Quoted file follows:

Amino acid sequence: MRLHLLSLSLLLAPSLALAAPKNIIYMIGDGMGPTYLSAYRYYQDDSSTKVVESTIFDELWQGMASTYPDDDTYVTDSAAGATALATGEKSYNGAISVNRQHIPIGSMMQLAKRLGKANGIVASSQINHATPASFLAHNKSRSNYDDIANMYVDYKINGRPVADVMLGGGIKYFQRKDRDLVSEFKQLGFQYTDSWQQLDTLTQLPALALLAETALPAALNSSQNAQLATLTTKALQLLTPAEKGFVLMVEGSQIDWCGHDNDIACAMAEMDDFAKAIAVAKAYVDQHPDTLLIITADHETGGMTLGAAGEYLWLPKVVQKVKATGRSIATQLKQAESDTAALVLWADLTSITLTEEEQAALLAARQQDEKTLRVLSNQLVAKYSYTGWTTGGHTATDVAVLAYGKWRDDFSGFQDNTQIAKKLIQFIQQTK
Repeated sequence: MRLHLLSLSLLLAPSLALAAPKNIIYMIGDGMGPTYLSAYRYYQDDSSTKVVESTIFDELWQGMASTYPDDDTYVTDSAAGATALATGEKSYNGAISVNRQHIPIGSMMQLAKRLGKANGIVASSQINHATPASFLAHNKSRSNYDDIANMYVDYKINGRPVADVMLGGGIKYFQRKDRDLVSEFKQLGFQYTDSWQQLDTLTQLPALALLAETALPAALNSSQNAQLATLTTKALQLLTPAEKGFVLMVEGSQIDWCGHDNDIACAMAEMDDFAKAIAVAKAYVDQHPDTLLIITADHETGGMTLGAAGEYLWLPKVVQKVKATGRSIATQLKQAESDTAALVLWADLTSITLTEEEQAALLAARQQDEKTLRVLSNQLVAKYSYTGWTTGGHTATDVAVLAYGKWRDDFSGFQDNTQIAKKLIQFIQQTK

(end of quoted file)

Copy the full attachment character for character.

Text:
Amino acid sequence: MRLHLLSLSLLLAPSLALAAPKNIIYMIGDGMGPTYLSAYRYYQDDSSTKVVESTIFDELWQGMASTYPDDDTYVTDSAAGATALATGEKSYNGAISVNRQHIPIGSMMQLAKRLGKANGIVASSQINHATPASFLAHNKSRSNYDDIANMYVDYKINGRPVADVMLGGGIKYFQRKDRDLVSEFKQLGFQYTDSWQQLDTLTQLPALALLAETALPAALNSSQNAQLATLTTKALQLLTPAEKGFVLMVEGSQIDWCGHDNDIACAMAEMDDFAKAIAVAKAYVDQHPDTLLIITADHETGGMTLGAAGEYLWLPKVVQKVKATGRSIATQLKQAESDTAALVLWADLTSITLTEEEQAALLAARQQDEKTLRVLSNQLVAKYSYTGWTTGGHTATDVAVLAYGKWRDDFSGFQDNTQIAKKLIQFIQQTK
Repeated sequence: MRLHLLSLSLLLAPSLALAAPKNIIYMIGDGMGPTYLSAYRYYQDDSSTKVVESTIFDELWQGMASTYPDDDTYVTDSAAGATALATGEKSYNGAISVNRQHIPIGSMMQLAKRLGKANGIVASSQINHATPASFLAHNKSRSNYDDIANMYVDYKINGRPVADVMLGGGIKYFQRKDRDLVSEFKQLGFQYTDSWQQLDTLTQLPALALLAETALPAALNSSQNAQLATLTTKALQLLTPAEKGFVLMVEGSQIDWCGHDNDIACAMAEMDDFAKAIAVAKAYVDQHPDTLLIITADHETGGMTLGAAGEYLWLPKVVQKVKATGRSIATQLKQAESDTAALVLWADLTSITLTEEEQAALLAARQQDEKTLRVLSNQLVAKYSYTGWTTGGHTATDVAVLAYGKWRDDFSGFQDNTQIAKKLIQFIQQTK